And if I could remember what the hell that magazine was called, I would tell you.

Thursday, 6 December 2007

No Country For Old Men/I’m Not There.

Filed under: Film,Music — S @ 12:23 pm

No Country movie poster

On Monday, I went to see the latest from the Coen brothers, No Country For Old Men. A film whose story is based around the idea that life is not as simple as “good prevails over evil”.

The central story is about a man named Llewelyn Moss (played by a wonderful Josh Brolin) who finds a stash of money, takes it, and is then hunted by the most “evil” villain alive – a man named Anton Chigurh (played by a fantastic Javier Bardim).

Tommy Lee Jones plays Sheriff Bell, a pre-retiree who is becoming disillusioned by the evils in the world, and who wants to help Moss save his own life. Sheriff Bell is, essentially, who the title of the film is about.

The film is done beautifully in a very subdued style. We watch as events happen and paths cross, all the while watching Bell grapple with the decision to give up.

And though there are moments where a bit of dialog is funny, it’s circumstantial humor and is not relied on to keep the film going. Very rare is it, especially now, to have a suspense or drama that does not rly a little bit on comic relief. In fact, it’s the lack of the comic relief that keeps the film feeling very real.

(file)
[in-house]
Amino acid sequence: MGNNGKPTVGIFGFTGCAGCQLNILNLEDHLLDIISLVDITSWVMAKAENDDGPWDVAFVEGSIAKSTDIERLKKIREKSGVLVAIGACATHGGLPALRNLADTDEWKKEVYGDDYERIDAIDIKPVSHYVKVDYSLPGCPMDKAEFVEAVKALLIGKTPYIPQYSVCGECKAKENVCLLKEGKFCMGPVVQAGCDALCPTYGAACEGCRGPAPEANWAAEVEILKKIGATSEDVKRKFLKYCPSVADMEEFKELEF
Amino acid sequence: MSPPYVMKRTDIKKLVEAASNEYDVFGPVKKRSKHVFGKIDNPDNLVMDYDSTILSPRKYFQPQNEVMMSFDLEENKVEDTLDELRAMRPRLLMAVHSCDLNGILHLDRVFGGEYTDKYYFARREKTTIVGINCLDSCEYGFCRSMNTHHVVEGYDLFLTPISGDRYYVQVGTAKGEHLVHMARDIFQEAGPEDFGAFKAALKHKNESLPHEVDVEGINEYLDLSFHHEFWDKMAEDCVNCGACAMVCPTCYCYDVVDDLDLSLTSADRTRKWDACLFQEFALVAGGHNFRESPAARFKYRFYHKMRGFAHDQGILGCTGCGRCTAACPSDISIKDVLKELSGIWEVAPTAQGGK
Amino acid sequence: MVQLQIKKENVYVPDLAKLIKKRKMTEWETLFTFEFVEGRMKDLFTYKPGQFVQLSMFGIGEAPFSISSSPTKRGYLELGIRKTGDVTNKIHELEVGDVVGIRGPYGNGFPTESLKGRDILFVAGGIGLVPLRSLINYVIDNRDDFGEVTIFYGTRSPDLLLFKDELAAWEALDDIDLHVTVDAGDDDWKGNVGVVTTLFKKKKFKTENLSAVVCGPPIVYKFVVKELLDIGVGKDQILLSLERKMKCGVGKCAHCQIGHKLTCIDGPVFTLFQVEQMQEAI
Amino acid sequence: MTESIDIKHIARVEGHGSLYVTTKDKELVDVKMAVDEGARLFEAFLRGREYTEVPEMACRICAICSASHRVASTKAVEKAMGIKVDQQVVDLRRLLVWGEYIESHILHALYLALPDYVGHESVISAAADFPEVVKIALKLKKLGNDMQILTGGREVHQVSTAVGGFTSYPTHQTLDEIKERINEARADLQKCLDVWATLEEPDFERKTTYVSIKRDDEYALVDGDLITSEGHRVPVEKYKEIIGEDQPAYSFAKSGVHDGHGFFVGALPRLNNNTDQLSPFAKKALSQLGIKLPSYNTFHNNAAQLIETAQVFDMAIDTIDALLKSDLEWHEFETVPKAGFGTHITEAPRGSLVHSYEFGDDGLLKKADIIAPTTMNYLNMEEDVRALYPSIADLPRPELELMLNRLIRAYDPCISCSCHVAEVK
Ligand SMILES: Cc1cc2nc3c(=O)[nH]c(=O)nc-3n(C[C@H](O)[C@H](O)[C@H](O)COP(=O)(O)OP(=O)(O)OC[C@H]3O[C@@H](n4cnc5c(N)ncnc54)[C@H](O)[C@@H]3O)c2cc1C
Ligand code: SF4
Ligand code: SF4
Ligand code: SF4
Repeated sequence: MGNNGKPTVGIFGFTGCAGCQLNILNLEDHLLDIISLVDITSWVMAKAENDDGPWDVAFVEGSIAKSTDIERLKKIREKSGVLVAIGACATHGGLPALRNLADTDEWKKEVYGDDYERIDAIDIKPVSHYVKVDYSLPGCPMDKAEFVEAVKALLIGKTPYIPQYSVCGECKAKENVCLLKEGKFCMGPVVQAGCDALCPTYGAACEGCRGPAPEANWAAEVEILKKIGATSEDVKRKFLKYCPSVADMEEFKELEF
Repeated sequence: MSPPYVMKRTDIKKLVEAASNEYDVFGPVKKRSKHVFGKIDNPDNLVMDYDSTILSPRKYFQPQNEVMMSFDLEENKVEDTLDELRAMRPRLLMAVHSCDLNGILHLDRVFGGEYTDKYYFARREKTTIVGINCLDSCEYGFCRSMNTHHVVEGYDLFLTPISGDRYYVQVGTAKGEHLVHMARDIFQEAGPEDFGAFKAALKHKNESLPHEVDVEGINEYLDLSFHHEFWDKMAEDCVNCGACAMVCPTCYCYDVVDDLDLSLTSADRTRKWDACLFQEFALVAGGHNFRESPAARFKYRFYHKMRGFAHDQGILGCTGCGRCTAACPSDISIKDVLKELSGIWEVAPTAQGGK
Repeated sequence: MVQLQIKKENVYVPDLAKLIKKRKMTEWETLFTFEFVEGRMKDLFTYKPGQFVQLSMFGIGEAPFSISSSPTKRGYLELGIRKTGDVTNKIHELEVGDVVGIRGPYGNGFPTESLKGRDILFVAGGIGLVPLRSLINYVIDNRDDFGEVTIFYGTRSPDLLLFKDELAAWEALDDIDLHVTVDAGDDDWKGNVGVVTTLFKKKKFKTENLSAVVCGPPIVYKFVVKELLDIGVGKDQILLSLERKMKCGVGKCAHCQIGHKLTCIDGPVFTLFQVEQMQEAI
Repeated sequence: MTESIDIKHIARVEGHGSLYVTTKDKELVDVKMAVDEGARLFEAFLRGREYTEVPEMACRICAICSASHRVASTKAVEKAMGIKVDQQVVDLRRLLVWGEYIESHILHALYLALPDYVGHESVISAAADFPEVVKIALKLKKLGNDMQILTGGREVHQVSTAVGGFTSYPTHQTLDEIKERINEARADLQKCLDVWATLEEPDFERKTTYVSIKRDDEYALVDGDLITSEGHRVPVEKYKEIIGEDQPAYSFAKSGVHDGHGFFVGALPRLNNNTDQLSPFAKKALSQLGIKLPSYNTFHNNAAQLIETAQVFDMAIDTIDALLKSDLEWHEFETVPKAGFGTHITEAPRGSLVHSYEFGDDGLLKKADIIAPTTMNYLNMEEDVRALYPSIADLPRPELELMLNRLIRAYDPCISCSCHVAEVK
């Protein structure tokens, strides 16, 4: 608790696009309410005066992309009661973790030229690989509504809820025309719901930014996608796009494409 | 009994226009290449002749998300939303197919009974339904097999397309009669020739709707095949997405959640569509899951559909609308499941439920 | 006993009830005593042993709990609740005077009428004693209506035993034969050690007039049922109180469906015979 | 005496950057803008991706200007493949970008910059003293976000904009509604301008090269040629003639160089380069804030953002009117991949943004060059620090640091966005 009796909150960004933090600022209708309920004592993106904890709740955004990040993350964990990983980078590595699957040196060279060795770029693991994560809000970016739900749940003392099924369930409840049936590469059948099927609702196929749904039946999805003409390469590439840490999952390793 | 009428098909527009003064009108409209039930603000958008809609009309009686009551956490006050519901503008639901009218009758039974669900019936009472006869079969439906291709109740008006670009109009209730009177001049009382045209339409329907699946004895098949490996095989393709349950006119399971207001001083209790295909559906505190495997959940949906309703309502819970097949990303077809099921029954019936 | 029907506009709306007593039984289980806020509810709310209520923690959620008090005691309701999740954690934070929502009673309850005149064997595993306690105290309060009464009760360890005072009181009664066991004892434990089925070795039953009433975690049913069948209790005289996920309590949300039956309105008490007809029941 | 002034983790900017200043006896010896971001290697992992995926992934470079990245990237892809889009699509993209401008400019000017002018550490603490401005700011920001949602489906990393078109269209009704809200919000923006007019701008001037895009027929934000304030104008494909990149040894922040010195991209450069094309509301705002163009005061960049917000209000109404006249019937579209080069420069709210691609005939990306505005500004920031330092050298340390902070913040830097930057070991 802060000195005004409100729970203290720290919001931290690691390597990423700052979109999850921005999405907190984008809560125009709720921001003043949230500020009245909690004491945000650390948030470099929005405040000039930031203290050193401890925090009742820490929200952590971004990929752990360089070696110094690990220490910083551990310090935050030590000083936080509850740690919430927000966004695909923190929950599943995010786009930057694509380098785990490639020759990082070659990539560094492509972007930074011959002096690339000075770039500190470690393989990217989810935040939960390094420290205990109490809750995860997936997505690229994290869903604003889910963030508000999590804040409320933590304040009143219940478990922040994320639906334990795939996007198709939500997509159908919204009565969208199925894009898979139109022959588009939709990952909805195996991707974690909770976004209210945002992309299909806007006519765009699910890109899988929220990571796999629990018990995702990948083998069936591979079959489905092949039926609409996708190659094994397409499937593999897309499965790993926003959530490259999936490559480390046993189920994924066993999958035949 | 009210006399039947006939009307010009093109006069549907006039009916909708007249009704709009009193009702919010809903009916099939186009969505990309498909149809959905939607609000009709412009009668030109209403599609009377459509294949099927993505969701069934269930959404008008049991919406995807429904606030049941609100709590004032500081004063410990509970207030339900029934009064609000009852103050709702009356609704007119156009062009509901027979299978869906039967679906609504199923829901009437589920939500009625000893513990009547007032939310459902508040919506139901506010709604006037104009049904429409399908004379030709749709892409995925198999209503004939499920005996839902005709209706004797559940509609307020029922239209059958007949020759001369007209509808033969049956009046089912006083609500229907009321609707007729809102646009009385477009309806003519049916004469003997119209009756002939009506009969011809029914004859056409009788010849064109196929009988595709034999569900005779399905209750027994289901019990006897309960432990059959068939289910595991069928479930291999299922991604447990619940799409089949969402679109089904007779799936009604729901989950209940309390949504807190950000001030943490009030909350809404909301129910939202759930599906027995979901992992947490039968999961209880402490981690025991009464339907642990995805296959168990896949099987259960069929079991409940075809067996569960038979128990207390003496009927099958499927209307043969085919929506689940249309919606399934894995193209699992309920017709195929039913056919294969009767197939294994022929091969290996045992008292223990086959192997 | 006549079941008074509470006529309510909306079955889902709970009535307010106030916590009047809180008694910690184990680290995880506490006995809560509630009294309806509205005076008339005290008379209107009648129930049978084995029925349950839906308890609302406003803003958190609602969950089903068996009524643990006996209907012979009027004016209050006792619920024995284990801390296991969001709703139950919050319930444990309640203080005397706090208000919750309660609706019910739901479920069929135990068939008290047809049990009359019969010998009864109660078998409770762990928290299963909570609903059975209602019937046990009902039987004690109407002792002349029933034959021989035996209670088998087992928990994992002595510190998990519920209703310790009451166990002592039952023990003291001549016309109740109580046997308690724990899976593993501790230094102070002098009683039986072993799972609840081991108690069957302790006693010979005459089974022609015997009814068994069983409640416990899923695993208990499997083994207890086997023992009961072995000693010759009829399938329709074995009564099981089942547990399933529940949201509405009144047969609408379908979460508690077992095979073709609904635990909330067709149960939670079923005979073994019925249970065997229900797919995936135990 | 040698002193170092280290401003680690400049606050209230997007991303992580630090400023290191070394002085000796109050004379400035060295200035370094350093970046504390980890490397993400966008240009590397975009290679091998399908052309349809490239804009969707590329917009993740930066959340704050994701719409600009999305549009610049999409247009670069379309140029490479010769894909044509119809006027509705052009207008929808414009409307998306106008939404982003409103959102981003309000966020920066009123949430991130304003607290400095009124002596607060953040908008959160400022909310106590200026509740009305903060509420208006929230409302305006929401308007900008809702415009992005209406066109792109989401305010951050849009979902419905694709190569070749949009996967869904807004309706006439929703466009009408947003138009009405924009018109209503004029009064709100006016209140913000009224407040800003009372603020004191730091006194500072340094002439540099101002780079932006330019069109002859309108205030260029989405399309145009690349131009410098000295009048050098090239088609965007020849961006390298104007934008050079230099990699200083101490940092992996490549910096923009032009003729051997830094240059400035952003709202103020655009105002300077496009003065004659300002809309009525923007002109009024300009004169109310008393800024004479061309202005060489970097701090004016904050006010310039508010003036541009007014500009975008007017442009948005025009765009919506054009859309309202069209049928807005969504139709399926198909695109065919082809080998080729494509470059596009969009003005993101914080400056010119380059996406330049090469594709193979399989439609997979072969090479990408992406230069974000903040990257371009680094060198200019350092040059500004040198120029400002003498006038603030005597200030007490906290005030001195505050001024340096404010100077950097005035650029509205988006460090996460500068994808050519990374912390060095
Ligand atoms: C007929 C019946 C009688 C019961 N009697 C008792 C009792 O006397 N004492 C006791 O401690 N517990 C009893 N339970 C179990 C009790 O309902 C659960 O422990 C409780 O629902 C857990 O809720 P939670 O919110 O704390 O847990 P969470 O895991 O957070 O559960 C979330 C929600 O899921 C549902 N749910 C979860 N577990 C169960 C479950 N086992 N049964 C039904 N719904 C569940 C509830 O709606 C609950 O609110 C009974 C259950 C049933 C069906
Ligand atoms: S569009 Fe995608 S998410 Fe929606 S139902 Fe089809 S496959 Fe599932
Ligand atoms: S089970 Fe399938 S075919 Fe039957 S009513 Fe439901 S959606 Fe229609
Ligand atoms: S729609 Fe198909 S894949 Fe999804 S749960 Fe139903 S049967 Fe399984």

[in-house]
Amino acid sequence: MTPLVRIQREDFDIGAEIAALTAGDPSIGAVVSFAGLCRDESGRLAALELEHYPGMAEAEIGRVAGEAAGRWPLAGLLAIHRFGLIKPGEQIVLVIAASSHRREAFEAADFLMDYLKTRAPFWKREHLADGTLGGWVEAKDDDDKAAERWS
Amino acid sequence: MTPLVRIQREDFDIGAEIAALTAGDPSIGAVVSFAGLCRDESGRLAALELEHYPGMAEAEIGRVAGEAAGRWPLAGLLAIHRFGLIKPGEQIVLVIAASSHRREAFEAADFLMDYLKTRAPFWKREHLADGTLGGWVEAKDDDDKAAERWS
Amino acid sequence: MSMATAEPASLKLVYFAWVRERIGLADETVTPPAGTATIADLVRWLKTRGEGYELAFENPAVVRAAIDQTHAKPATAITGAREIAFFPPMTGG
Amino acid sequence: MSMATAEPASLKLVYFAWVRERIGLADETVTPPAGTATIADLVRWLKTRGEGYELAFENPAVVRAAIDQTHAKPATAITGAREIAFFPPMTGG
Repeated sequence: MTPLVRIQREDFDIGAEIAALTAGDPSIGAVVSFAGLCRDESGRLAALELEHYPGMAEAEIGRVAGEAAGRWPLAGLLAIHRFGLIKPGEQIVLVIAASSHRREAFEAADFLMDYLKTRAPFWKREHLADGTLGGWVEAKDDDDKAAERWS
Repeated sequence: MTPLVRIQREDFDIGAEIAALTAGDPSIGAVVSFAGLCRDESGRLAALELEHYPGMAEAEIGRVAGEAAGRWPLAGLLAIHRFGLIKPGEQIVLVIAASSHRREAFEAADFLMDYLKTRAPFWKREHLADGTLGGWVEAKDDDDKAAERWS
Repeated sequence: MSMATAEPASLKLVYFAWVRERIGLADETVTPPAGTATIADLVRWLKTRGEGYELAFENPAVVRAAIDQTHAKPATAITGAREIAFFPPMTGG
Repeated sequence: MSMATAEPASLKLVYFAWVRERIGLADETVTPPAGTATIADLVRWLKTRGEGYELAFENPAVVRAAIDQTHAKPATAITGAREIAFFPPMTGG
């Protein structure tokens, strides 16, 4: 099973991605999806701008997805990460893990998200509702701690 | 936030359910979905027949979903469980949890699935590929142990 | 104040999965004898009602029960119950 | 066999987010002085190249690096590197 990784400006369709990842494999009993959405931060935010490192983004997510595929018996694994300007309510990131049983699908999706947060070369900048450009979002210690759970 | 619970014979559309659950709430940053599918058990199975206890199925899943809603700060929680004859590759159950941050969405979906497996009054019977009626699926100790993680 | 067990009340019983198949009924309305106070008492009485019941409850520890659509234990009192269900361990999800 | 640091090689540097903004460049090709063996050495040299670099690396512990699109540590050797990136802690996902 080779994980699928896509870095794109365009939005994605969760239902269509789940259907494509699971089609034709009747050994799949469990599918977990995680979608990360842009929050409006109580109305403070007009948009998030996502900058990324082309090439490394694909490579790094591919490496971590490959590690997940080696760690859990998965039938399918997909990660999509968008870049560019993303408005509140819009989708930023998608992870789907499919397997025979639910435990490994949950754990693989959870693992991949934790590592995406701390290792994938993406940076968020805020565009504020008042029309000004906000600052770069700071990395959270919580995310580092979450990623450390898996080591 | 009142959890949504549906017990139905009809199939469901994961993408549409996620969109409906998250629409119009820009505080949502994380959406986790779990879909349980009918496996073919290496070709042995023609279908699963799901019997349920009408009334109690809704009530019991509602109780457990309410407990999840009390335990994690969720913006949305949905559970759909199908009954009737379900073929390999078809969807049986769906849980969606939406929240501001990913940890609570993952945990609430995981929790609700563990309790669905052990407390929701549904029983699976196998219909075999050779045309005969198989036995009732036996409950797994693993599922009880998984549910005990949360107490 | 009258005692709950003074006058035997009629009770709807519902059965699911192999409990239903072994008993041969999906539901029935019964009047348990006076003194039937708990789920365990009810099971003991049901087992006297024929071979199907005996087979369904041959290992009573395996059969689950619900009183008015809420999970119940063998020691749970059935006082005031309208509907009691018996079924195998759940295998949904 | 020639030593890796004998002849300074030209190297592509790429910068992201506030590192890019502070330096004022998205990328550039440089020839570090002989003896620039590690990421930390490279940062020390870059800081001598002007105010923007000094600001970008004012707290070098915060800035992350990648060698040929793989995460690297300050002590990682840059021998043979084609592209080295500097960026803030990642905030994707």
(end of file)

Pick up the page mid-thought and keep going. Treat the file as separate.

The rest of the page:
In all, the film is damn near perfect, with little – if any, flaws at all. I would highly recommend it.

I'm Not There poster

Also on Monday, I went to see the film I’m Not There. You may recall in a previous post, my having mentioned wanting it see it in spite of a hatred of Bob Dylan’s music.

While the movie didn’t make me like Bob Dylan, it did give me more of an appreciation of his music. I’ve always thought his lyrics were amazing, and if he had a better voice, there’s no doubt in my mind that I would love him.

The film was really good, and also very different – maybe even a little disjointed.

On the surface, it is a film about Bob Dylan and his life, however it’s done in a way that makes it about aspects of his life, career, personality, and songs as well. Thus, no one character is completely Bob Dylan, so much as a piece of him or a song.

It is definitely a film that requires you to be familiar with his life,  or else it would prove to be quite confusing.